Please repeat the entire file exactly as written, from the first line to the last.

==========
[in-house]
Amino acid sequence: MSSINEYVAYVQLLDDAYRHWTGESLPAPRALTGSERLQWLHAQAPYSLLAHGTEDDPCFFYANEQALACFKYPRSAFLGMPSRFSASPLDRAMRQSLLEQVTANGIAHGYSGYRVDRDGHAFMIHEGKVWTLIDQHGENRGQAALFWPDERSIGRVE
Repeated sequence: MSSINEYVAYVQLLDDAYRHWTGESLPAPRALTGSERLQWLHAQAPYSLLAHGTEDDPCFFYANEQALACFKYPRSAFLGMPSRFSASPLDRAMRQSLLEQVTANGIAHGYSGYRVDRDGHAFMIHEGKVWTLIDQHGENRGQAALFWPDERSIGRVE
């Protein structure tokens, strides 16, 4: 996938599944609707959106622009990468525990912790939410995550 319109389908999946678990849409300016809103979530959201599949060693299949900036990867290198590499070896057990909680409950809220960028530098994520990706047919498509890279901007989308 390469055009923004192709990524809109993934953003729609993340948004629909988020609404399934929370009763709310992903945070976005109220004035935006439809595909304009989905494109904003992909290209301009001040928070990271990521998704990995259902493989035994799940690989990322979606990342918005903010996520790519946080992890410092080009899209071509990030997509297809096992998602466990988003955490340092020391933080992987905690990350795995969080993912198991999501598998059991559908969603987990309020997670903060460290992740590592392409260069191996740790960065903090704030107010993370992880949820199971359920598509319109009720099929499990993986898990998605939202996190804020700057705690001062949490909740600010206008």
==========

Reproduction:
[in-house]
Amino acid sequence: MSSINEYVAYVQLLDDAYRHWTGESLPAPRALTGSERLQWLHAQAPYSLLAHGTEDDPCFFYANEQALACFKYPRSAFLGMPSRFSASPLDRAMRQSLLEQVTANGIAHGYSGYRVDRDGHAFMIHEGKVWTLIDQHGENRGQAALFWPDERSIGRVE
Repeated sequence: MSSINEYVAYVQLLDDAYRHWTGESLPAPRALTGSERLQWLHAQAPYSLLAHGTEDDPCFFYANEQALACFKYPRSAFLGMPSRFSASPLDRAMRQSLLEQVTANGIAHGYSGYRVDRDGHAFMIHEGKVWTLIDQHGENRGQAALFWPDERSIGRVE
């Protein structure tokens, strides 16, 4: 996938599944609707959106622009990468525990912790939410995550 319109389908999946678990849409300016809103979530959201599949060693299949900036990867290198590499070896057990909680409950809220960028530098994520990706047919498509890279901007989308 390469055009923004192709990524809109993934953003729609993340948004629909988020609404399934929370009763709310992903945070976005109220004035935006439809595909304009989905494109904003992909290209301009001040928070990271990521998704990995259902493989035994799940690989990322979606990342918005903010996520790519946080992890410092080009899209071509990030997509297809096992998602466990988003955490340092020391933080992987905690990350795995969080993912198991999501598998059991559908969603987990309020997670903060460290992740590592392409260069191996740790960065903090704030107010993370992880949820199971359920598509319109009720099929499990993986898990998605939202996190804020700057705690001062949490909740600010206008």